This article will explain what phishing is and how to avoid scam emails which commonly employ phishing tactics. It will also show you examples of iiNet scam emails, where third parties are impersonating iiNet.
If you've received a suspicious email, see How to Report Phishing Scams.
"Phishing" is the term for practices used to get your private information such as passwords or credit card details. Scammers use this information to commit fraud and other illegal acts.
Select one of the links below to jump to a query:
Common phishing scams
- Emails that look like they are from your bank, asking you to click on a link to update your bank details on a fake website
- Suspicious emails or messages/posts on social media (such as Facebook) from your friend, asking you to click a link. These usually happen if your friend’s account is being accessed by a scammer, or machine designed to phish, scam or infect other accounts.
- Websites impersonating a charity or shop
- Websites made to look like popular websites, with a slightly different spelling in the website address
The “hooks” in phishing scams
Most phishing scams appear to come from your bank or financial institution, a company you regularly do business with, or from a social networking site. They will use language that makes you feel like you should respond as quickly as possible, such as:
- "Verify your account."
Businesses (including iiNet) should not ask you to send passwords, login names, or other personal information through email.
- "You have won the lottery."
If you receive a message that claims that you have won a large sum of money, or that a person will pay you a large sum of money for any reason; be suspicious.
- "If you don't respond within 48 hours, your account will be closed."
A tight deadline is used with a threat of losing something to trick you into responding quickly without thinking. Real businesses would not risk losing customers so quickly with unreasonable deadlines.
- "Click the link below to gain access to your account."
Some phishing scams provide a link that takes you to a website that looks like the real thing but it is actually a fake. You should always make sure the URL (i.e. website address, such as http://iinet.net.au) is spelled correctly in the address bar of your web browser.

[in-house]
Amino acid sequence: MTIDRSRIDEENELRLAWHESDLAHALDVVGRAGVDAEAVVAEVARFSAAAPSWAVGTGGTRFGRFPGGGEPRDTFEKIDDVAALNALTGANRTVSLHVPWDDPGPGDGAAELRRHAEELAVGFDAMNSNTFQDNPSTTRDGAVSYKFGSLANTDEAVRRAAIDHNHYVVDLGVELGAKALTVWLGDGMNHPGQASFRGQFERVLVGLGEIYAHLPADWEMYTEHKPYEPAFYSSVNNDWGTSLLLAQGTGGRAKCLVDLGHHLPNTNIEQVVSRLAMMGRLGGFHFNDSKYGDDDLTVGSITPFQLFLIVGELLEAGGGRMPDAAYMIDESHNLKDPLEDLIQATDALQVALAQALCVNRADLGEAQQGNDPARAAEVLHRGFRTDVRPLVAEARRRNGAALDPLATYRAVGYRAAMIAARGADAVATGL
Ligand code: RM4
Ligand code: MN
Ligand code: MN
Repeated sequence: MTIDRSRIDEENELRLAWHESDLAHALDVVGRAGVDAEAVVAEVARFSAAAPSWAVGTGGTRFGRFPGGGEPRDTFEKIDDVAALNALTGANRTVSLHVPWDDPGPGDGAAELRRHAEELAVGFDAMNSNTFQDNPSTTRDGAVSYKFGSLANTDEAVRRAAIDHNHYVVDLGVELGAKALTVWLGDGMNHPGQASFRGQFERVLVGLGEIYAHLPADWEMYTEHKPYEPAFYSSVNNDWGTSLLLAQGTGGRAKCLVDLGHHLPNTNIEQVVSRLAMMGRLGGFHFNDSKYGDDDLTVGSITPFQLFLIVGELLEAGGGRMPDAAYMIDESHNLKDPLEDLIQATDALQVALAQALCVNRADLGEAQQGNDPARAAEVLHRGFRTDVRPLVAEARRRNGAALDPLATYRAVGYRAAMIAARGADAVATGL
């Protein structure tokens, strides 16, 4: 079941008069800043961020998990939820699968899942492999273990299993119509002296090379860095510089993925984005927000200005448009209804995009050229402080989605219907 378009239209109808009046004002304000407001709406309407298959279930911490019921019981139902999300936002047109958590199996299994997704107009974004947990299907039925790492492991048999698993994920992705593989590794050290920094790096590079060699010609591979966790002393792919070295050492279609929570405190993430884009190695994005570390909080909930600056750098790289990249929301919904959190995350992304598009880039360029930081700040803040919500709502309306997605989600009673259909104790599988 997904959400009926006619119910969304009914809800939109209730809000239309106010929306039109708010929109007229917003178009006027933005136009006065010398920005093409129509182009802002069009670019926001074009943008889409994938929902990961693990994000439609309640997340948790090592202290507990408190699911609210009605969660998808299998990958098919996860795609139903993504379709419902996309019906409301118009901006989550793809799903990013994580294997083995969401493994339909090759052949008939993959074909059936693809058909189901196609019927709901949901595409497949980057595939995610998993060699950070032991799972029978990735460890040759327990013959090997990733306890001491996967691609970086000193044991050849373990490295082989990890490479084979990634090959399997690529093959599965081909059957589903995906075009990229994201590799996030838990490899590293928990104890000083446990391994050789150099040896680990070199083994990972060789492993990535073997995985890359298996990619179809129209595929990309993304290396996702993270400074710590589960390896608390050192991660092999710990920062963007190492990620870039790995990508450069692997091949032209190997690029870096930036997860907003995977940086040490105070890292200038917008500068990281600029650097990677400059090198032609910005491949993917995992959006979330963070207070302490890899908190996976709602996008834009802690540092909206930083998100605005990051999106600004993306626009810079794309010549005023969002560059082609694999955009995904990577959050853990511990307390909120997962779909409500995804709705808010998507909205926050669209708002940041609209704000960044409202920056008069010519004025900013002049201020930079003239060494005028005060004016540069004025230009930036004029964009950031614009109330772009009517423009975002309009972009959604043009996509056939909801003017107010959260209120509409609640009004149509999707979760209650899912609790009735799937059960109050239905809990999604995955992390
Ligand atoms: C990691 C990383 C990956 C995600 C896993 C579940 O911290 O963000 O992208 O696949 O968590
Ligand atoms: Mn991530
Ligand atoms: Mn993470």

For more information about "scare" and "bait" tactics used in scam emails, please read our article on the iiNet Blog.
Tips to help you avoid phishing scams
- Be cautious of emails that use the hooks described above.
- If you receive any suspicious emails with links in them, simply copy the link and paste it into Google. If it's a common scam, you'll see plenty of search results saying so.
- The Australian Government's SCAMwatch website is a great resource for learning about scams.
- Head directly to the bank's (or other organisation's) website as you normally would instead of using any links in the email. If they really do require you to update your details, you will almost always be notified after you log in. If you’re concerned, ring your bank or visit your local branch to see if they know what's going on.
- Be sceptical and if something sounds too good to be true, it probably is.
- iiNet will never ask you for your password in an email. We would only ask you to update details in your Toolbox.
- Avoid participating in chain emails – your email address can remain in the email to be seen by anyone who reads it in the future. These emails can end up contain hundreds or thousands of email addresses, making them highly desirable to be collected and used for phishing scams or spam email.
- If you do need to send emails to large groups of people, you should make use of the BCC (Blind Carbon Copy) field when sending the email. The advantage of using this instead of the To or CC field is that all of the email addresses are hidden from the recipients. Although recipients can still make use of the "reply all" feature, BCC means that the list of email addresses can't be forwarded on in the same manner as chain emails.
Examples of iiNet scam emails
The following emails are examples of real scam emails sent by third parties who were attempting to impersonate iiNet. If you've received a suspicious email, please see How to Report Phishing Scams.
Please update your billing details scam
This example was most likely created by copying a genuine iiNet email so it looks convincing. However, when you hover your mouse over the link in the email, you can see that the destination website is not an iiNet website.
Mailbox quota warning scam
Please update your billing details to avoid a service interruption scam